Cuba To Launch Broadband Project to Bring Internet to Havana Homes

Cubans surf the Internet via public Wi-Fi in Havana, Cuba, July 2, 2015. Enrique de la Osa/Reuters

Cuba is to kickstart a pilot project to bring the country's first-ever home broadband service to homes in the capital, Havana, the Cuban state telecommunications company announced on Sunday.

The Telecommunications Company of Cuba (ETECSA) said that it would begin allowing Cubans to order the fiber optic connection, to be operated by Chinese telecom company Huawei, in two Havana neighborhoods, in a move that will see the Communist country inch closer to going online.

Cafés, bars and restaurants will also be able to request broadband access, according to state media. Currently, only diplomats and workers at foreign companies have legal access to home broadband connections, the Associated Press reported.

Cuban authorities have not set a projected date for the pilot project nor the price of access, in a country where the majority of workers earn a state salary of approximately $25 a month.

From 2015, Cuban residents have been able to access an Internet connection at a number of Wi-Fi hotspots around the country and Odalys Rodriguez del Toro, ETECSA director for Havana, said that 30 more such hotspots would be opened in 2016, doubling the number of Internet access points for residents.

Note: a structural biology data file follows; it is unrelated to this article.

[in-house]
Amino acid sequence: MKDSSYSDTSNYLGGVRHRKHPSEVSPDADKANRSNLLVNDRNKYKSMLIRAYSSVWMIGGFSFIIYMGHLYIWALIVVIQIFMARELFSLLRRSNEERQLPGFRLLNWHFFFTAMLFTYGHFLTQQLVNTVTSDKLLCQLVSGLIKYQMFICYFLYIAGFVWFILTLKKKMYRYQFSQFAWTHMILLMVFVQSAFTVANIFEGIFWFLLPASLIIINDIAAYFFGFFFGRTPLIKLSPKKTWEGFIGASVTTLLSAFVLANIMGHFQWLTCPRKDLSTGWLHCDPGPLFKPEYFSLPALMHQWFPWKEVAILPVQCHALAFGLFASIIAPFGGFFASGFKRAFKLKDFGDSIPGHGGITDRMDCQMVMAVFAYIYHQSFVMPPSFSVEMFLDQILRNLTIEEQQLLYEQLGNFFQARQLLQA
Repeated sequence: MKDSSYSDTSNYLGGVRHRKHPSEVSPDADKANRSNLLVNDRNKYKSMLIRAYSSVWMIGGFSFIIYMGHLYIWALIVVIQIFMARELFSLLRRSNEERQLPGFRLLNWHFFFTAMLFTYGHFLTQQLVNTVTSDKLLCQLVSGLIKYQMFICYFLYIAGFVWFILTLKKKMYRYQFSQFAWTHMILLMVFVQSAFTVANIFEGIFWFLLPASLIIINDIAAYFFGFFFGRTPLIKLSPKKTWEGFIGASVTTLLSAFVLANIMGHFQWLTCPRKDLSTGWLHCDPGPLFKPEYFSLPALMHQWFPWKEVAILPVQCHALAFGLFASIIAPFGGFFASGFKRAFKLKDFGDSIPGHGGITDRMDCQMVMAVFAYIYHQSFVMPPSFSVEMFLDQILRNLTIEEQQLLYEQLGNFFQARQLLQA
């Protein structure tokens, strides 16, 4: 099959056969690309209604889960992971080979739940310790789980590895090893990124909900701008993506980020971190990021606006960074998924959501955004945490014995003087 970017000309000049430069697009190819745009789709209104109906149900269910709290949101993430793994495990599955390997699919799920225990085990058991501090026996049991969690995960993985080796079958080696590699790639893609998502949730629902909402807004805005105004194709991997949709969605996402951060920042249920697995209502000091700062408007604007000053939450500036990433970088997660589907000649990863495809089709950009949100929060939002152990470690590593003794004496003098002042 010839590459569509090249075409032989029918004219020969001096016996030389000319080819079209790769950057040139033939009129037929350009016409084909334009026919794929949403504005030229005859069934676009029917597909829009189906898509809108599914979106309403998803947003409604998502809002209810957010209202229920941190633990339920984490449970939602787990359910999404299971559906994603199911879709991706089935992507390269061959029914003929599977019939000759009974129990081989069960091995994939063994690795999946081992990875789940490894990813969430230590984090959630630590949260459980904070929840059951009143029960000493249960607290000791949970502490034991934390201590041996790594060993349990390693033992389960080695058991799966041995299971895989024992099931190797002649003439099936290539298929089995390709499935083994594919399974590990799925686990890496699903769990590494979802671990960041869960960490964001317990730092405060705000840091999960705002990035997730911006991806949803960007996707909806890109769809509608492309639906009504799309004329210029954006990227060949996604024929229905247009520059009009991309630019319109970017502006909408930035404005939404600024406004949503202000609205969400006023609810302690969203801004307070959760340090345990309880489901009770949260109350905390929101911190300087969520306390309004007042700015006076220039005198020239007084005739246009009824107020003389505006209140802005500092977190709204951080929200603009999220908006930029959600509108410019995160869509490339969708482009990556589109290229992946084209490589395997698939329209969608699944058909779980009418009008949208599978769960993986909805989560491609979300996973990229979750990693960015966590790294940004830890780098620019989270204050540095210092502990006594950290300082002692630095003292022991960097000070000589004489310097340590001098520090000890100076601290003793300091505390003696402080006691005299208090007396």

Cuba is beginning to open up after years of isolation because of a total freeze in relations and trade with the United States. President Barack Obama called for the lifting of a half-century-old trade embargo in January, in a similar request he made to Congress in 2015.

U.S.-Cuban diplomatic relations were only restored in July 2015 after the reopening of embassies in Havana and Washington, following the historic announcement by Obama and Cuban leader Raul Castro the previous December. In January, both sides agreed to restart direct commercial airline flights to one another for the first time in more than half a century.

Cuban and U.S. officials met in Havana last week to outline a plan to settle economic and legal disputes over the next year-and-a-half and begin a number of projects to continue the restoration of relations, such as a pilot program that would see Cubans and Americans able to send direct mail to one another, something that has not been permitted since 1963.